Tucker or Trucker?

Earlier this week, I bought 4 shares of Old Dominion Freight Line(ODFL) for $162.60 a piece or a total of $650.40. Of course since I bought shares, the stock has continued to fall. It now stands 3.5% lower than where I bought it. This always seems to happen to me, unfortunately luck doesn’t seem to run in my blood. Therefore I’ll have to keep relying on brains and long term appreciation to make my money. For those keeping track I now own 6 stocks and have $5,303.91 left in cash in my 10k Portfolio.

Why ODFL?

Founded in 1934, Old Dominion Freight Line has been around for a long time. I generally like old companies (as long as they are still growing), they have survived all kinds of different economic environments. ODFL is a less than truckload(LTL) transportation company. Rather than trucking a full capacity for one company, they pick up small loads from various customers. They then put them all together and because of their logistic mastery are able to deliver the goods quickly. They service all kinds of customers ranging from auto parts to healthcare equipment. If you need something trucked, they are happy to help.

According to their 2017 annual report, they are now the 4th largest LTL company in the country, up from 6th in 2011. Gaining market share is certainly a good thing and I hope this trend continues. One sentence from their report I particularly liked was that “Significant capital is required to create and maintain a network of service centers and a fleet of tractors and trailers. The high fixed costs and capital spending requirements for LTL motor carriers make it difficult for new start-up or small operators to effectively compete with established carriers.” This forms a bit of an oligopoly with the other large LTL companies. New competitors simply can’t compete with the incumbent businesses, due to a lack of existing infrastructure.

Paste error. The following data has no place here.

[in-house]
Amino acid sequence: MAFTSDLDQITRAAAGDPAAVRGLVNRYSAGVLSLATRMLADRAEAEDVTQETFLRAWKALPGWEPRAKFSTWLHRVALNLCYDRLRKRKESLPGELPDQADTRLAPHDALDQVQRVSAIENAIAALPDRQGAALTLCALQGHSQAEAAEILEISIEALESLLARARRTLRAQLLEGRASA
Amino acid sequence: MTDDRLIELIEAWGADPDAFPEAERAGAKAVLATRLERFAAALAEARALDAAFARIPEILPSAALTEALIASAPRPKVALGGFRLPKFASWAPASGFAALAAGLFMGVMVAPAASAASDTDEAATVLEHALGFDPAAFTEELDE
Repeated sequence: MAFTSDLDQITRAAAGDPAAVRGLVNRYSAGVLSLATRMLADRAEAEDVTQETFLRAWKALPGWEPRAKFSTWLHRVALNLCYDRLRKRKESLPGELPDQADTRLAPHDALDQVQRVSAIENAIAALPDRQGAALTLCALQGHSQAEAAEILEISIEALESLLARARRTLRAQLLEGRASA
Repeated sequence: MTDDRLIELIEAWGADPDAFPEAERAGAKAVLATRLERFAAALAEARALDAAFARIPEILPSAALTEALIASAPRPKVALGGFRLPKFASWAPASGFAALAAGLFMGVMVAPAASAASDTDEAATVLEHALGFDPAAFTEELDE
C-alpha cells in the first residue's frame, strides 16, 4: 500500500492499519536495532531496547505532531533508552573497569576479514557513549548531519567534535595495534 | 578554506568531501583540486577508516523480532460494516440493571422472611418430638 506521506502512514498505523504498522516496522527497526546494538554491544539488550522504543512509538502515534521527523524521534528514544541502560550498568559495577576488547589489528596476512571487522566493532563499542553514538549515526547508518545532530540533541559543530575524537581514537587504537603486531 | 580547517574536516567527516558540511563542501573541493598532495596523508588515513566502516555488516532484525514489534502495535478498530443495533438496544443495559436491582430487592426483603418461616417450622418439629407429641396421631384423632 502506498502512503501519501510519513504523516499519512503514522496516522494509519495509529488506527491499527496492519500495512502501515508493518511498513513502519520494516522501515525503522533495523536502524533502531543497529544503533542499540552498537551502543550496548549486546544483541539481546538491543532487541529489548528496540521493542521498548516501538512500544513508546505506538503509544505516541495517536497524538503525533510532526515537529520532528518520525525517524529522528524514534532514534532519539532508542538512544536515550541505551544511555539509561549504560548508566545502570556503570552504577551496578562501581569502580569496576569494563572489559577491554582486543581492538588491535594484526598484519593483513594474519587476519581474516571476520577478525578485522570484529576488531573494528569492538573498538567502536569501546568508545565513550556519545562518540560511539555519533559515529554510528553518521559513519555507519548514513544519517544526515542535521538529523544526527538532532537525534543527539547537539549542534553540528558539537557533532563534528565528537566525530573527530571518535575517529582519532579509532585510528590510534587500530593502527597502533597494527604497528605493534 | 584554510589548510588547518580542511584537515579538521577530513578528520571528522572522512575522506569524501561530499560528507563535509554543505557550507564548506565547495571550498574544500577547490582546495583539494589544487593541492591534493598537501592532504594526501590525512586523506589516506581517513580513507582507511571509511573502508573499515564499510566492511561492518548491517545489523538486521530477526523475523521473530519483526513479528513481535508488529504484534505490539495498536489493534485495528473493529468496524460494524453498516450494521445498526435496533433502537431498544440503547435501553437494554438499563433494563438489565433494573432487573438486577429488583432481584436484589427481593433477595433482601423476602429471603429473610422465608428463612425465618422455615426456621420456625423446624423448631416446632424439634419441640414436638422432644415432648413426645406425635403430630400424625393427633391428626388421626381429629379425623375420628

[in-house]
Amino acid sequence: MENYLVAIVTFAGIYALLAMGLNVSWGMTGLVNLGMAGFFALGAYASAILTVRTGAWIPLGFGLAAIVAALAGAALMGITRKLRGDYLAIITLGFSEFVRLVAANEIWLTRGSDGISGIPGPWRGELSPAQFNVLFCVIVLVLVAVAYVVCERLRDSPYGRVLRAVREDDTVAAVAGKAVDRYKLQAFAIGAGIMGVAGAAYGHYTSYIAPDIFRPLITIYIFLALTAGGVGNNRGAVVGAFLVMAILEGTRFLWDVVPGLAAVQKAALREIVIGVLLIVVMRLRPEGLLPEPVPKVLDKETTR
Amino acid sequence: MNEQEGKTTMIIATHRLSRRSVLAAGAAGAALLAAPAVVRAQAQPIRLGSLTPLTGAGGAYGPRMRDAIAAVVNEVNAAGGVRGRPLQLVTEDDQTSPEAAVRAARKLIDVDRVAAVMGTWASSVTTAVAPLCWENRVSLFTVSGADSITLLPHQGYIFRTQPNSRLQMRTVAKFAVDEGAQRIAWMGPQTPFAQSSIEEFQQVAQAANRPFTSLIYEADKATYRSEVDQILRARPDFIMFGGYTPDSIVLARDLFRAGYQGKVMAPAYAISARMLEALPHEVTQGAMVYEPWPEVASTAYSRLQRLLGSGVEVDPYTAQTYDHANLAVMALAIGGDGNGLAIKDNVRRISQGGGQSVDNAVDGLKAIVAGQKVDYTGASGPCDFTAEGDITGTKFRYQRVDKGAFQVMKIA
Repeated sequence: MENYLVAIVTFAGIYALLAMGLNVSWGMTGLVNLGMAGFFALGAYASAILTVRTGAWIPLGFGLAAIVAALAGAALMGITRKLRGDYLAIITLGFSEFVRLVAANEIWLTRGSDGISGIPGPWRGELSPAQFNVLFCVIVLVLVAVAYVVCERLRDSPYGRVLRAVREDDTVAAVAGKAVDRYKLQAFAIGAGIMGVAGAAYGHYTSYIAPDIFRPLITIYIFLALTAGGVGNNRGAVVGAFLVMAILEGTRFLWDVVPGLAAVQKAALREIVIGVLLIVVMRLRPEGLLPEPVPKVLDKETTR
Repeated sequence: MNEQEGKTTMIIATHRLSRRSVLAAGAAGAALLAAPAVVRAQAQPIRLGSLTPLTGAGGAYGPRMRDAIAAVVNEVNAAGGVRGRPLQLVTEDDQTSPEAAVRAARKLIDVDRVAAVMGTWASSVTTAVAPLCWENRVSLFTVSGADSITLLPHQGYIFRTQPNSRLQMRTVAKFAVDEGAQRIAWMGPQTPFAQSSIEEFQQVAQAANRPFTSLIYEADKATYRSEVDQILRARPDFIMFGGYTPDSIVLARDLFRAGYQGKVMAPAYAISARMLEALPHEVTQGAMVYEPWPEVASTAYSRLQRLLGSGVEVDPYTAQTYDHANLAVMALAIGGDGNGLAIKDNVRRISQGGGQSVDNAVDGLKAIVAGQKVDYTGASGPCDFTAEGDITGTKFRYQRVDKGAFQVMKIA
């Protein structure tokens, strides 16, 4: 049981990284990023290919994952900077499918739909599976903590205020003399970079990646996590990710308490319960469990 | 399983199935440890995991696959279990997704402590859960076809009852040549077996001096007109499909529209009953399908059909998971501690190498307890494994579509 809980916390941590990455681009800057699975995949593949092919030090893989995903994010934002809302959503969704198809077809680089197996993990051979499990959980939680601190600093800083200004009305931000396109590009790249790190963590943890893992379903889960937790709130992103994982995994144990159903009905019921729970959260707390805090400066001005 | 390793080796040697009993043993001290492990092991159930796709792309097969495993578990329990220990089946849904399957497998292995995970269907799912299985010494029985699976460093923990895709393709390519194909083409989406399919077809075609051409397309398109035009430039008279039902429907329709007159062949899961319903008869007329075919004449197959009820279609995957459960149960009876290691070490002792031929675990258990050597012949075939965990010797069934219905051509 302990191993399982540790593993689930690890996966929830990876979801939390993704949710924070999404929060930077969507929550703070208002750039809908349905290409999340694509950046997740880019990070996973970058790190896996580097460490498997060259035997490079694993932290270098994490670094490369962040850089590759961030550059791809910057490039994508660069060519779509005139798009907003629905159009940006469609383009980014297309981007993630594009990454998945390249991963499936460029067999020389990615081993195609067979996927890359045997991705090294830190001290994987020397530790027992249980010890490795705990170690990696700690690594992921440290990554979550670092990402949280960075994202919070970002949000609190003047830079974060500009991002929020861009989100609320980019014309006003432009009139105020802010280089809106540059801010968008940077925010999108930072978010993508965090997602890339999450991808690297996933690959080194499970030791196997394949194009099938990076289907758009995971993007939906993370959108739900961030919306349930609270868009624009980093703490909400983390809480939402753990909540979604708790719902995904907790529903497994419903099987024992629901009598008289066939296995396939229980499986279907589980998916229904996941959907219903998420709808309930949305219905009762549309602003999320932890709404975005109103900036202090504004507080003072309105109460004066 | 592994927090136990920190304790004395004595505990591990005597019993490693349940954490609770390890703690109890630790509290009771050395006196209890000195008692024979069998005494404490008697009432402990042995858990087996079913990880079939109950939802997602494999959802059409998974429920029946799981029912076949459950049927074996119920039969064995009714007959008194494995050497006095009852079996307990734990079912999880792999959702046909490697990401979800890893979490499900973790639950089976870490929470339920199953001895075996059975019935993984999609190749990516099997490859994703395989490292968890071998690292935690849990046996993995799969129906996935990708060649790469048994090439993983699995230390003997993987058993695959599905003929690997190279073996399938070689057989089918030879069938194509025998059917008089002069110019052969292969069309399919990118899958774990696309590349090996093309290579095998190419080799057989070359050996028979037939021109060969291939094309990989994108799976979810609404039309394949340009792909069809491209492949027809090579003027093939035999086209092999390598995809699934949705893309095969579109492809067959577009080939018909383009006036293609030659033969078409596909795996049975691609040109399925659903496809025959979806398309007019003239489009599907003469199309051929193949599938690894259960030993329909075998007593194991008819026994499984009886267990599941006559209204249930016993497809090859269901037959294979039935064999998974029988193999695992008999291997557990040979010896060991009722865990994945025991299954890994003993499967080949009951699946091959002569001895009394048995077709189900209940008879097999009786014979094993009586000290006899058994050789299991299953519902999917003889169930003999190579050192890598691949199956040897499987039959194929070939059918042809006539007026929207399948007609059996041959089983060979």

Now let’s take a look at some of the numbers that make ODFL so compelling. They grew revenue every single year since 1996 with the exception of the 2009-10 recession. Consistency is key, allowing me to sleep easy at night. From 2013-2017 EPS grew from 2.39 to 4.35 for a CAGR of 12.7%. While not exactly stellar over this period, growth is beginning to rise quickly. This past quarter earnings grew 67.2% over the prior year and growth is not expected to slow down anytime soon. The company is winning new jobs and growing market share.  They trade around a 27.5 P/E which in a vacuum is quite high, but I find to be reasonable for a company that is growing considerably and of high quality. Remember, I am the GARP investor after all. Growth at a reasonable price is my goal.

ODFL has a ROE above 20%, meaning for every dollar of equity put into the business over the years, they are able to generate a 20%+ return. This is frankly quite stellar. They are investing heavily into CapEx every year and if they can keep up these same level of returns, investors should do quite well. The business is actually remarkably simple. They earn a generous amount of cash flow, then take that money and invest it into new trucks and fulfillment centers for logistics. With whatever cash is leftover ODFL pays a small dividend, buys back some shares and pays off whatever debt they owe. The company has a very clean balance sheet with only 839 million in liabilities, a minuscule number for a 13 billion dollar company.

Conclusion

Overall, I don’t expect ODFL to be my portfolios best performer 5 years from now. I do however expect it to be a portfolio anchor, that is meaningfully larger every single year. They are a simple business that can be relied upon. Management knows what they are doing and the stock is trading at a fair price.

As always thanks for reading and subscribe on the side! You can follow me on Instagram and Twitter @thegarpinvestor.

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